"So, even passive comes with its pitfalls." 

That said, Monfort believes that every portfolio should include both passive and actively managed ETFs, particularly in the current uncertain environment. 

"If you're in passive ETFs, it's going to be harder to navigate that future, whereas active can move around a little bit more," he says.

"But if you are (invested only in actively managed ETFs), I do think that there are some passive and cheaper options out there when you look at the management expense ratio and other factors. There's definitely room for both." 

If rates do rise, fixed income investors should look to actively managed ETFs such as the ActiveX Ardea Real Outcome Bond Fund (ASX: XARO) or eInvest's Core Income Fund (Chi-X: ECOR), both of which can actively manage risk and duration within fixed income, Monfort says. 

"We track the monthly data from the ASX and Chi-X, but there's also league tables that come out each week... from ETF Securities who run a really nice report," Monfort says. 

"XARO was always up there in terms of the flows going into it, with investors and institutions being cautious."

Meantime, Monfort likes ECOR as it has "a great Sharpe Ratio", and invests actively in short-dated bonds.

The new Magellan FuturePay Fund (Chi-X: FPAY) has also caught his attention, as it has had "some positive returns and some positive metrics coming out of it when we look at inflows over the first couple of months that it's been in existence."

He also likes eInvest's Better Future Fund (ASX: IMPQ), which actively engages with company management. 

What to expect with management fees and spreads

While Monfort says the industry average management expense ratio is 0.52% as of August 2021, fees can vary significantly depending on the active or passive style of an income-focused ETF.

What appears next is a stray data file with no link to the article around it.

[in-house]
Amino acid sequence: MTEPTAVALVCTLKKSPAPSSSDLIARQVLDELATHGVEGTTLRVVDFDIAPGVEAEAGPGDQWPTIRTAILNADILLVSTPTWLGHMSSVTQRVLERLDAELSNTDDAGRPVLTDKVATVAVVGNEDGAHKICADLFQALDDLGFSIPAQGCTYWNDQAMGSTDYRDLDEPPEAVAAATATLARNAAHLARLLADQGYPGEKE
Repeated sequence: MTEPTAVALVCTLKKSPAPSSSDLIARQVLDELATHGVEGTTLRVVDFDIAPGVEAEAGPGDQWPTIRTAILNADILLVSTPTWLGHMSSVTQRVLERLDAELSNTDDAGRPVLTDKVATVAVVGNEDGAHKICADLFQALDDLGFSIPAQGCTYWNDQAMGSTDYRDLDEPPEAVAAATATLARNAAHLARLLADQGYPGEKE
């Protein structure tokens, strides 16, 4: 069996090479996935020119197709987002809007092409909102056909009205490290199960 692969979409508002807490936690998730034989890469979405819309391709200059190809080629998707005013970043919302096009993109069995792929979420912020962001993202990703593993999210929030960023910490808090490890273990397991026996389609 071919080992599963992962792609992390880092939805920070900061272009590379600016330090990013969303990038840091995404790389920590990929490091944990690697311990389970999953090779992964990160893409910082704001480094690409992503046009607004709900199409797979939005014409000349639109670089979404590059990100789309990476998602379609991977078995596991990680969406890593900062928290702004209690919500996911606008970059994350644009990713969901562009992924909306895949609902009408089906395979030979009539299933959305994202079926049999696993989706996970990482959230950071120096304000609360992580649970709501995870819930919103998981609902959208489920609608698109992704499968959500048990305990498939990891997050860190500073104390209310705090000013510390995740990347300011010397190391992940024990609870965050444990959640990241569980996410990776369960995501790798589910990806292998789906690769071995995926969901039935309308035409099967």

"Whether it's fixed income or these dividend yield focus equity (ETFs), they range from as high as 1% for Magellan's new FPAY, to as low as 0.12% for an Ishares Yield Plus ETF (ASX: IYLD).

Meantime, the league average for spread is 0.21% across the ASX and Chi-X income ETFs. 

"But that can get up as high as 0.62% for one from Switzer and also Magellan's FPAY and even as low as 0.04% for spread for the iShares Core Composite Bond ETF (ASX: IAF)," Monfort explains. 

"You want your spread to be low and your liquidity... to be high." 

Total return versus yield

Monfort believes it's important for investors to assess "total return data" rather than just looking for ETFs with strong price returns or yield. 

"The ASX and Chi-X (both) published the total return figure on a one month, one year, three years, and five-year basis. And that takes into account the dividends. It's the package of all of the above," he says.  

However, he notes that even if you select a product with a great total return, it may not necessarily mean that it will deliver regular dividend income over time. 

"We find that some historical yields have been trending downwards, (while) some have been trending upwards or just maintaining their high levels," Monfort says. 

"It's important to look under a hood with the data there." 

Interestingly, Monfort does believe size matters when it comes to income-focused ETFs.